•  -t switch attaches a pseudo-tty to the container (this switch will not be necessary in future versions of ASP.NET 5).
  • -d switch runs container in background.
  • -p switch maps local 80 port to 5004 port in container.
  • myapp is the Docker image we are going to use

4. See currently running containers

5. Goto http://localhost from browser



Now you have a ASP.Net vNext site running on Linux with Docker. 🙂

Try it out and let me know what happen. Happy coding!! 🙂

Open GitHub HTML/JavaScript project in Visual Studio 2013

Early morning today, it came to my mind that I never used GitHub integration for Visual Studio in my life. With lots and lots of energy, I started to google about the topic. After going through few results I ended up with reading and trying out Rick Rainey’s blog, it is a really good blog post which summarise all the information needed to start and work with project on GitHub with Visual Studio.

But for me, I wanted to do a slightly different thing, I wanted to fork the jQuery project in GitHub and open it from Visual Studio. Really unlucky for me, this project didn’t have a Visual Studio solution file to open it. I had to create a new solution and the relevant projects which were needed. These are the steps I followed in order to accomplish this goal.

1. Fork JavaScript (in my case, jQuery) project from GitHub

2. Clone the project to the local machine, this will download project to given path. Copy the project path before click clone, this will help you in next step.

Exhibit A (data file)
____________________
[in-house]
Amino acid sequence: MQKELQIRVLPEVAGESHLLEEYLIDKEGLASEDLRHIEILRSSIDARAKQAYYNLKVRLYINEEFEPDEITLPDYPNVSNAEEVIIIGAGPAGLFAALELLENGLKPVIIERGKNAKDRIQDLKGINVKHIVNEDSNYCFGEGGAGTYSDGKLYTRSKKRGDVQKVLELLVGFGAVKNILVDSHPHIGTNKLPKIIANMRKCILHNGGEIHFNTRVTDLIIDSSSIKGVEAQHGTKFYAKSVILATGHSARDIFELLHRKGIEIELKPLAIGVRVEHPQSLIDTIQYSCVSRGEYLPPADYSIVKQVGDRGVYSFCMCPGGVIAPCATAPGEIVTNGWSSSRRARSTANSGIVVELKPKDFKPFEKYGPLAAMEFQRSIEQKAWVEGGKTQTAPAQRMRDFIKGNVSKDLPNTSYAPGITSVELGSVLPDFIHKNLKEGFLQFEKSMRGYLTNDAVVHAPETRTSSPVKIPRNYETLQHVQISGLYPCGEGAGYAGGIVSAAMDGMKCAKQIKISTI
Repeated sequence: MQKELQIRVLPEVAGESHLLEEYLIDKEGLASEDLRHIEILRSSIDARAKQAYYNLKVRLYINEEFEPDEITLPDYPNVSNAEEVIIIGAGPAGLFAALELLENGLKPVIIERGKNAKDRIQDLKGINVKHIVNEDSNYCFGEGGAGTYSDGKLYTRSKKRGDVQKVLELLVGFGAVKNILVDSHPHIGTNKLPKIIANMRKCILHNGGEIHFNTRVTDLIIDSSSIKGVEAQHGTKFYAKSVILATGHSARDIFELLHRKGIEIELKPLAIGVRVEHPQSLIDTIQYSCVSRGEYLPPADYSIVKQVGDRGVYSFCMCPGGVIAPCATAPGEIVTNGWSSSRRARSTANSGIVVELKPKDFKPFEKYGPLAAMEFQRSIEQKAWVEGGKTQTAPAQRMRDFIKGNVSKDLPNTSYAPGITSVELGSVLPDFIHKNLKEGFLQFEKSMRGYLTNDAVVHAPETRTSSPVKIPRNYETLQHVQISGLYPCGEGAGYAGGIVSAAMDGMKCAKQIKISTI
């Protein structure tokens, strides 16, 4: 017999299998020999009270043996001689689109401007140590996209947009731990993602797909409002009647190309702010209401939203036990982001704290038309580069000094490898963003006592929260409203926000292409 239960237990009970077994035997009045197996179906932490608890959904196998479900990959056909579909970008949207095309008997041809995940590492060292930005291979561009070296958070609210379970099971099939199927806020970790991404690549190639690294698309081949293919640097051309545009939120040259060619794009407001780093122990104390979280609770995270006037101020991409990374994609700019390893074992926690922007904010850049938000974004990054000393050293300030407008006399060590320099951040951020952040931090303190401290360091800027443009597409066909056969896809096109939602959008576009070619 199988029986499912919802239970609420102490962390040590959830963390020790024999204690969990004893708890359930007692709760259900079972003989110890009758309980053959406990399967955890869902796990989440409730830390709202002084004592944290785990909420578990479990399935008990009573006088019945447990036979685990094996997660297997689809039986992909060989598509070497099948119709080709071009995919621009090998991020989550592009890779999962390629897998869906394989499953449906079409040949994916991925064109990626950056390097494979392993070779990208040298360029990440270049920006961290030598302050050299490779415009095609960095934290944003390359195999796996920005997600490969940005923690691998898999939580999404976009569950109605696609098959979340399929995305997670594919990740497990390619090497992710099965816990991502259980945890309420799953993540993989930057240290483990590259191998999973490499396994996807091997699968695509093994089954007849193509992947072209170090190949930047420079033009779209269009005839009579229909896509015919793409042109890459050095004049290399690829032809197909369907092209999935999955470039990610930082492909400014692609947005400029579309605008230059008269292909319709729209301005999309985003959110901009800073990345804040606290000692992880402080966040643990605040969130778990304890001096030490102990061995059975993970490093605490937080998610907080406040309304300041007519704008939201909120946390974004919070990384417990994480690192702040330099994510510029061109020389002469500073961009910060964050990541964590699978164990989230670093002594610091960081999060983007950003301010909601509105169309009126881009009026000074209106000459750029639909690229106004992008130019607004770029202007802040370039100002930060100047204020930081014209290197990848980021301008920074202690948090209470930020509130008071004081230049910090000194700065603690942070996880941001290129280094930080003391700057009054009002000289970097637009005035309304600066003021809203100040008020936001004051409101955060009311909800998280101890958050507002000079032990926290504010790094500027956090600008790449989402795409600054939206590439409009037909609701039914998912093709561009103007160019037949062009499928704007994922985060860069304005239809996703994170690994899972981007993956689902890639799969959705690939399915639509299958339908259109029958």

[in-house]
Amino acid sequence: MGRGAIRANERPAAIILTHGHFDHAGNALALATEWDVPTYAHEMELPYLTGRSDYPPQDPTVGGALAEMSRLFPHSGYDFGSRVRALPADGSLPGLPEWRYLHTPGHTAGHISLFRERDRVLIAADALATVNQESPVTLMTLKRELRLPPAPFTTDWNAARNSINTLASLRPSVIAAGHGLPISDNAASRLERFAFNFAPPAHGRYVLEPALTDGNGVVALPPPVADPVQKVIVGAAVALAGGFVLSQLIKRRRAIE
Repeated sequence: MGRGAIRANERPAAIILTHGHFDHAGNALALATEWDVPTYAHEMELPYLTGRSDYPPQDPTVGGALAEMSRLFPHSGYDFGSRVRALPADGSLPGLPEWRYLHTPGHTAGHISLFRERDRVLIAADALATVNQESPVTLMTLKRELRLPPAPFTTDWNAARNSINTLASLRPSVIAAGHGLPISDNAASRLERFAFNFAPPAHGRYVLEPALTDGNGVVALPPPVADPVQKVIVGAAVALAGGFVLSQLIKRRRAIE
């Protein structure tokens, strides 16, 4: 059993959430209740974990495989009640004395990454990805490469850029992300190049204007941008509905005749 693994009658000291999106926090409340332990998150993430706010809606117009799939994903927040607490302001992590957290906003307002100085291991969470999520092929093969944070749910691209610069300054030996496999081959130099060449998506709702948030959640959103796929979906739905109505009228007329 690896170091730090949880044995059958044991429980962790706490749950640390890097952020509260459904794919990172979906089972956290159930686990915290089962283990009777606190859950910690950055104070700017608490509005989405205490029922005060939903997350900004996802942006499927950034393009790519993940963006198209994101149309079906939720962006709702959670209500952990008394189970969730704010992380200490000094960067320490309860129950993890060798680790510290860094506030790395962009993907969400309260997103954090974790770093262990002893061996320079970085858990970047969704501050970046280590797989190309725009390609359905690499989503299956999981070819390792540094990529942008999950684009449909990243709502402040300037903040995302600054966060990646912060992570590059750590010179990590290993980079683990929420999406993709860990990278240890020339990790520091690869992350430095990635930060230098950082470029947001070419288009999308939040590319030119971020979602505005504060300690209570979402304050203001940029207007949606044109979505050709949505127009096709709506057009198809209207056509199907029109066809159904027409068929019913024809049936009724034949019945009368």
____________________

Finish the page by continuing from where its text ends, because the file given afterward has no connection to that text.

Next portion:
When you double-click on the project, you will notice that there aren’t any Visual Studio solutions for the project.

3. Goto File->New Project, search for “blank solution”. Paste path you copied in last step to the location and cut last folder name from it and paste it to solution name. In this way, it’ll add a solution file inside the cloned folder. Select “Add to source control” and create new solution.

4. Now you have a new solution without any content to work with. Now you can add either the whole GitHub project as one project to the solution or you can identify parts of it and create separate projects for those. Next I’m going to create multiple projects for separate sections of the project. Right click on the solution, Add->Existing Web Site. Select folder you consider as section of the project.
Now you have Visual Studio solution for GitHub JavaScript/HTML project.

Happy coding!! 🙂

Azure + WordpPress + WP Super Cache: 502 – Web server received an invalid response while acting as a gateway or proxy server

While I’m working on my new blog (this blog 🙂 ), I started to face an issue. In random instances, I started to get this error from the browser.

First I thought this is an issue on Azure and tried to find a fix for it. But I couldn’t able to find any clue which points this issue to Azure. When I searched little bit more about it, I found that it’s issue in WordPress cache or cache configuration.

I found this blog for fix same issue when you use WP Total Cache but it didn’t help me as I expected because configuration of these two plug-ins were very different.

Finally I found a solution from MSDN Forums, and after I changed the settings as it said, I was able to get rid of this issue. Required changes are as below:

  • Go to WP Super Cache Settings page
  • Go to Advanced Settings
  • Uncheck “304 Not Modified browser caching. Indicate when a page has not been modified since last requested.”
  • Uncheck “Extra homepage checks.”

This solved the above mentioned issue for me. 🙂